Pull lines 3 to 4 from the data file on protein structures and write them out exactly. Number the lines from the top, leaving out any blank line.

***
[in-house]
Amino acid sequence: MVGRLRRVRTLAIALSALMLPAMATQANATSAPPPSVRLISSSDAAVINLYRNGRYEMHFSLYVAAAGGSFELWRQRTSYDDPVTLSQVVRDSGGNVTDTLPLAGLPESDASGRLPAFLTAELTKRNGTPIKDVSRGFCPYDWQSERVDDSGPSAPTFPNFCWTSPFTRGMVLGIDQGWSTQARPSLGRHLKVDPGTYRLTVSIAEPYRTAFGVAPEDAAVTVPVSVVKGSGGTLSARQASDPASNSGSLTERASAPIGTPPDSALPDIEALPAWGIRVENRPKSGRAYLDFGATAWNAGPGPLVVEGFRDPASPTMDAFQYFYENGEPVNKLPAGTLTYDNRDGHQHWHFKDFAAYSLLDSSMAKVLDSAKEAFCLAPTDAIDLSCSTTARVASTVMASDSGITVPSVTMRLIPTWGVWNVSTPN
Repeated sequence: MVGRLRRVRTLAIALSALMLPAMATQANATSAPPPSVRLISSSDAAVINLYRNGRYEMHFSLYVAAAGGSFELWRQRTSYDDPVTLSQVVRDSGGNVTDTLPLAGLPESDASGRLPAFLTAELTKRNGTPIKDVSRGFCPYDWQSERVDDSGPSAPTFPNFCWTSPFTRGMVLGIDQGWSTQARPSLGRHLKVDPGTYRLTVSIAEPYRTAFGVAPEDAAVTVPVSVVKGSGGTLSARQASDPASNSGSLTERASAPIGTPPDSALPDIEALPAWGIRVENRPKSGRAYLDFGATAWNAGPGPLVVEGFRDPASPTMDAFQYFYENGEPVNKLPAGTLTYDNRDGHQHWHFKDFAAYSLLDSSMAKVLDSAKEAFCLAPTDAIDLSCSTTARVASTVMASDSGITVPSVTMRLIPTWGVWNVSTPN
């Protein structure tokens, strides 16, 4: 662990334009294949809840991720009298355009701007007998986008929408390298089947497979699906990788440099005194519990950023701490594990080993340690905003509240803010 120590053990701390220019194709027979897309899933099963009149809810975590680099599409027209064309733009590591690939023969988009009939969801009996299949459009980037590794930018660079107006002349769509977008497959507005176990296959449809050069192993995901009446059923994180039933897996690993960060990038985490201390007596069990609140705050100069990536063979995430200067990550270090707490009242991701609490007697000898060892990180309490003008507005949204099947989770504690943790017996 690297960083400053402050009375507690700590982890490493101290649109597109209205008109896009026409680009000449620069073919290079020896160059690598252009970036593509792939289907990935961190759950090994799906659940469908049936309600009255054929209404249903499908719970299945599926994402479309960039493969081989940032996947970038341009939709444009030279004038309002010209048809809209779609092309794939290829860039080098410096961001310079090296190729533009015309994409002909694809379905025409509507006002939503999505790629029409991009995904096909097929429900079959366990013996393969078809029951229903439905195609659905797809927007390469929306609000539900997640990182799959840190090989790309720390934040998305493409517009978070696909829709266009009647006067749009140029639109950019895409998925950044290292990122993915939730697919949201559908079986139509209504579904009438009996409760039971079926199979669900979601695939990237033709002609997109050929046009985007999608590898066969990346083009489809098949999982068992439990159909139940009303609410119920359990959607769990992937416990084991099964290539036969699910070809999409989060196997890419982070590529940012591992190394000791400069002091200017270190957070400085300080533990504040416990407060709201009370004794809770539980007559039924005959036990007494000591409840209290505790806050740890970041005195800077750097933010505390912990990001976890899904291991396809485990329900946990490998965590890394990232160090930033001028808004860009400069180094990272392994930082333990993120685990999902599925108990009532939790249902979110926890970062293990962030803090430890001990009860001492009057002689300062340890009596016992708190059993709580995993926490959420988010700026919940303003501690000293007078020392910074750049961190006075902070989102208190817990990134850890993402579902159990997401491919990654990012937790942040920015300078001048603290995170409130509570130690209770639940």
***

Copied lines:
Repeated sequence: MVGRLRRVRTLAIALSALMLPAMATQANATSAPPPSVRLISSSDAAVINLYRNGRYEMHFSLYVAAAGGSFELWRQRTSYDDPVTLSQVVRDSGGNVTDTLPLAGLPESDASGRLPAFLTAELTKRNGTPIKDVSRGFCPYDWQSERVDDSGPSAPTFPNFCWTSPFTRGMVLGIDQGWSTQARPSLGRHLKVDPGTYRLTVSIAEPYRTAFGVAPEDAAVTVPVSVVKGSGGTLSARQASDPASNSGSLTERASAPIGTPPDSALPDIEALPAWGIRVENRPKSGRAYLDFGATAWNAGPGPLVVEGFRDPASPTMDAFQYFYENGEPVNKLPAGTLTYDNRDGHQHWHFKDFAAYSLLDSSMAKVLDSAKEAFCLAPTDAIDLSCSTTARVASTVMASDSGITVPSVTMRLIPTWGVWNVSTPN
């Protein structure tokens, strides 16, 4: 662990334009294949809840991720009298355009701007007998986008929408390298089947497979699906990788440099005194519990950023701490594990080993340690905003509240803010 120590053990701390220019194709027979897309899933099963009149809810975590680099599409027209064309733009590591690939023969988009009939969801009996299949459009980037590794930018660079107006002349769509977008497959507005176990296959449809050069192993995901009446059923994180039933897996690993960060990038985490201390007596069990609140705050100069990536063979995430200067990550270090707490009242991701609490007697000898060892990180309490003008507005949204099947989770504690943790017996 690297960083400053402050009375507690700590982890490493101290649109597109209205008109896009026409680009000449620069073919290079020896160059690598252009970036593509792939289907990935961190759950090994799906659940469908049936309600009255054929209404249903499908719970299945599926994402479309960039493969081989940032996947970038341009939709444009030279004038309002010209048809809209779609092309794939290829860039080098410096961001310079090296190729533009015309994409002909694809379905025409509507006002939503999505790629029409991009995904096909097929429900079959366990013996393969078809029951229903439905195609659905797809927007390469929306609000539900997640990182799959840190090989790309720390934040998305493409517009978070696909829709266009009647006067749009140029639109950019895409998925950044290292990122993915939730697919949201559908079986139509209504579904009438009996409760039971079926199979669900979601695939990237033709002609997109050929046009985007999608590898066969990346083009489809098949999982068992439990159909139940009303609410119920359990959607769990992937416990084991099964290539036969699910070809999409989060196997890419982070590529940012591992190394000791400069002091200017270190957070400085300080533990504040416990407060709201009370004794809770539980007559039924005959036990007494000591409840209290505790806050740890970041005195800077750097933010505390912990990001976890899904291991396809485990329900946990490998965590890394990232160090930033001028808004860009400069180094990272392994930082333990993120685990999902599925108990009532939790249902979110926890970062293990962030803090430890001990009860001492009057002689300062340890009596016992708190059993709580995993926490959420988010700026919940303003501690000293007078020392910074750049961190006075902070989102208190817990990134850890993402579902159990997401491919990654990012937790942040920015300078001048603290995170409130509570130690209770639940």